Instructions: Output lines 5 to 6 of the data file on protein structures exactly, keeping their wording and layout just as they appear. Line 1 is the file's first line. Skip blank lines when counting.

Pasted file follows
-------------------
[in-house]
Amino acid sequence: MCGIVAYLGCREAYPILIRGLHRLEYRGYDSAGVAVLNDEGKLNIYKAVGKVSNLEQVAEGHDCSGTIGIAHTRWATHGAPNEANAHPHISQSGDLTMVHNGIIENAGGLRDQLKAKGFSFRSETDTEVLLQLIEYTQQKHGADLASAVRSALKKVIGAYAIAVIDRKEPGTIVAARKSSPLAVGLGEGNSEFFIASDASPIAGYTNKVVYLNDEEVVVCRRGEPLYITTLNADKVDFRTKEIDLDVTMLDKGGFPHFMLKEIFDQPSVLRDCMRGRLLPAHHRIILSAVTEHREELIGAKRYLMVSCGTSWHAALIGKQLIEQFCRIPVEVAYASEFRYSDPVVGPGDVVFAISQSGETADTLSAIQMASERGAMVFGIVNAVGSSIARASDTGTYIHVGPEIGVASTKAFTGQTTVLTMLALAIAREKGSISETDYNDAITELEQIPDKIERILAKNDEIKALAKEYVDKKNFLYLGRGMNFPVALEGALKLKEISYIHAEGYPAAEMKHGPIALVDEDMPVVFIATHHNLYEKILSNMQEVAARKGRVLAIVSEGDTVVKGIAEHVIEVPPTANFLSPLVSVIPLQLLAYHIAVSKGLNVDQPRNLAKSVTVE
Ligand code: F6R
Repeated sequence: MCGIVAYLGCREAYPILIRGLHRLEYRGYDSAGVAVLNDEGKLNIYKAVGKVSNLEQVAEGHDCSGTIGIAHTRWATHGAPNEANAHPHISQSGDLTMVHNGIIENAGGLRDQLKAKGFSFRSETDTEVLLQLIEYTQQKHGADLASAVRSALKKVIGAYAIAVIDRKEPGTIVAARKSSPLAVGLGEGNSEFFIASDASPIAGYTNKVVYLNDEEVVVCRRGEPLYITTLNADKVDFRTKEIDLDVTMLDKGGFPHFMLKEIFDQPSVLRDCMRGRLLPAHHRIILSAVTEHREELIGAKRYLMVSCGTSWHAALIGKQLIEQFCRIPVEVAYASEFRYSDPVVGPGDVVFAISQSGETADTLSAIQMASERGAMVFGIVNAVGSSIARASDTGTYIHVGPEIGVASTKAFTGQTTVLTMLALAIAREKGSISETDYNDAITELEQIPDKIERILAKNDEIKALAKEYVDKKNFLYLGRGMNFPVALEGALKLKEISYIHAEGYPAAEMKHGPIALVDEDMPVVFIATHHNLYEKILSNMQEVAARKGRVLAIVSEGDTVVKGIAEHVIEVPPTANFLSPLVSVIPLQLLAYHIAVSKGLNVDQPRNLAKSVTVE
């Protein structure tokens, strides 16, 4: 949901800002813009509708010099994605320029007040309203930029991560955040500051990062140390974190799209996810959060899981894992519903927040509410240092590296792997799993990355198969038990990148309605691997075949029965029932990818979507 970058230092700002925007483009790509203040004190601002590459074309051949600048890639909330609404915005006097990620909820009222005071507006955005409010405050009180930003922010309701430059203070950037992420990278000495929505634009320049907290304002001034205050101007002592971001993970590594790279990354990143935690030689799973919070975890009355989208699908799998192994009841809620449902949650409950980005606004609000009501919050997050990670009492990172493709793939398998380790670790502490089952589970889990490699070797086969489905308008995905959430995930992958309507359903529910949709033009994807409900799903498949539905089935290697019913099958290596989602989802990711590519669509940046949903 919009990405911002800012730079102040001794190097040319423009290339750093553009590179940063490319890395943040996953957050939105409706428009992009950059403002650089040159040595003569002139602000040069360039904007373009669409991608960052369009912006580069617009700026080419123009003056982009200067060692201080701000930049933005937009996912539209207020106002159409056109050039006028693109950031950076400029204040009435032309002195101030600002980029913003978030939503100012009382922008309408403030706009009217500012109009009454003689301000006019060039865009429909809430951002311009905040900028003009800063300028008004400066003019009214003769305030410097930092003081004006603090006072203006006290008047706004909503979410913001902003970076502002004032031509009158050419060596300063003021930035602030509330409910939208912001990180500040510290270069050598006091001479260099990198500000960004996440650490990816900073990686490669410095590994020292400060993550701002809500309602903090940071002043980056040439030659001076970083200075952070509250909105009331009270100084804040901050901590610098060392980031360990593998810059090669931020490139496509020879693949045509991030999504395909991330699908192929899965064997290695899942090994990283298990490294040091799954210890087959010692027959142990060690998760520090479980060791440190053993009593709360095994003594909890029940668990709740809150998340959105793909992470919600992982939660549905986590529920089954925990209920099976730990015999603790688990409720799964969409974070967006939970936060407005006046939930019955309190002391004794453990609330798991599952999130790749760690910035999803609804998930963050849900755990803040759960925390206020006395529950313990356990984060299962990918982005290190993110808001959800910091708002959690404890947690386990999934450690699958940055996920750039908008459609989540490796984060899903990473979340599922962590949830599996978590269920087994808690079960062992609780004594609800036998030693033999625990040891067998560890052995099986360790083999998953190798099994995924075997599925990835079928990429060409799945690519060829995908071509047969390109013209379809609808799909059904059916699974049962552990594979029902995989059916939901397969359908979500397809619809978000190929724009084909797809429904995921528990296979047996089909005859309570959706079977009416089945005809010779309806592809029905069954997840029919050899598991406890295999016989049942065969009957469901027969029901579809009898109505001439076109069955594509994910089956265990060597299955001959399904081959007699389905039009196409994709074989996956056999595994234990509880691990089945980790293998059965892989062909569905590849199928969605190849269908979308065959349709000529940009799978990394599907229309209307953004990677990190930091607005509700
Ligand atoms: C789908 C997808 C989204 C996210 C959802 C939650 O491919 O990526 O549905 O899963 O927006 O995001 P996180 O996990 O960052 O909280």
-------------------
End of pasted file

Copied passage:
């Protein structure tokens, strides 16, 4: 949901800002813009509708010099994605320029007040309203930029991560955040500051990062140390974190799209996810959060899981894992519903927040509410240092590296792997799993990355198969038990990148309605691997075949029965029932990818979507 970058230092700002925007483009790509203040004190601002590459074309051949600048890639909330609404915005006097990620909820009222005071507006955005409010405050009180930003922010309701430059203070950037992420990278000495929505634009320049907290304002001034205050101007002592971001993970590594790279990354990143935690030689799973919070975890009355989208699908799998192994009841809620449902949650409950980005606004609000009501919050997050990670009492990172493709793939398998380790670790502490089952589970889990490699070797086969489905308008995905959430995930992958309507359903529910949709033009994807409900799903498949539905089935290697019913099958290596989602989802990711590519669509940046949903 919009990405911002800012730079102040001794190097040319423009290339750093553009590179940063490319890395943040996953957050939105409706428009992009950059403002650089040159040595003569002139602000040069360039904007373009669409991608960052369009912006580069617009700026080419123009003056982009200067060692201080701000930049933005937009996912539209207020106002159409056109050039006028693109950031950076400029204040009435032309002195101030600002980029913003978030939503100012009382922008309408403030706009009217500012109009009454003689301000006019060039865009429909809430951002311009905040900028003009800063300028008004400066003019009214003769305030410097930092003081004006603090006072203006006290008047706004909503979410913001902003970076502002004032031509009158050419060596300063003021930035602030509330409910939208912001990180500040510290270069050598006091001479260099990198500000960004996440650490990816900073990686490669410095590994020292400060993550701002809500309602903090940071002043980056040439030659001076970083200075952070509250909105009331009270100084804040901050901590610098060392980031360990593998810059090669931020490139496509020879693949045509991030999504395909991330699908192929899965064997290695899942090994990283298990490294040091799954210890087959010692027959142990060690998760520090479980060791440190053993009593709360095994003594909890029940668990709740809150998340959105793909992470919600992982939660549905986590529920089954925990209920099976730990015999603790688990409720799964969409974070967006939970936060407005006046939930019955309190002391004794453990609330798991599952999130790749760690910035999803609804998930963050849900755990803040759960925390206020006395529950313990356990984060299962990918982005290190993110808001959800910091708002959690404890947690386990999934450690699958940055996920750039908008459609989540490796984060899903990473979340599922962590949830599996978590269920087994808690079960062992609780004594609800036998030693033999625990040891067998560890052995099986360790083999998953190798099994995924075997599925990835079928990429060409799945690519060829995908071509047969390109013209379809609808799909059904059916699974049962552990594979029902995989059916939901397969359908979500397809619809978000190929724009084909797809429904995921528990296979047996089909005859309570959706079977009416089945005809010779309806592809029905069954997840029919050899598991406890295999016989049942065969009957469901027969029901579809009898109505001439076109069955594509994910089956265990060597299955001959399904081959007699389905039009196409994709074989996956056999595994234990509880691990089945980790293998059965892989062909569905590849199928969605190849269908979308065959349709000529940009799978990394599907229309209307953004990677990190930091607005509700
Ligand atoms: C789908 C997808 C989204 C996210 C959802 C939650 O491919 O990526 O549905 O899963 O927006 O995001 P996180 O996990 O960052 O909280």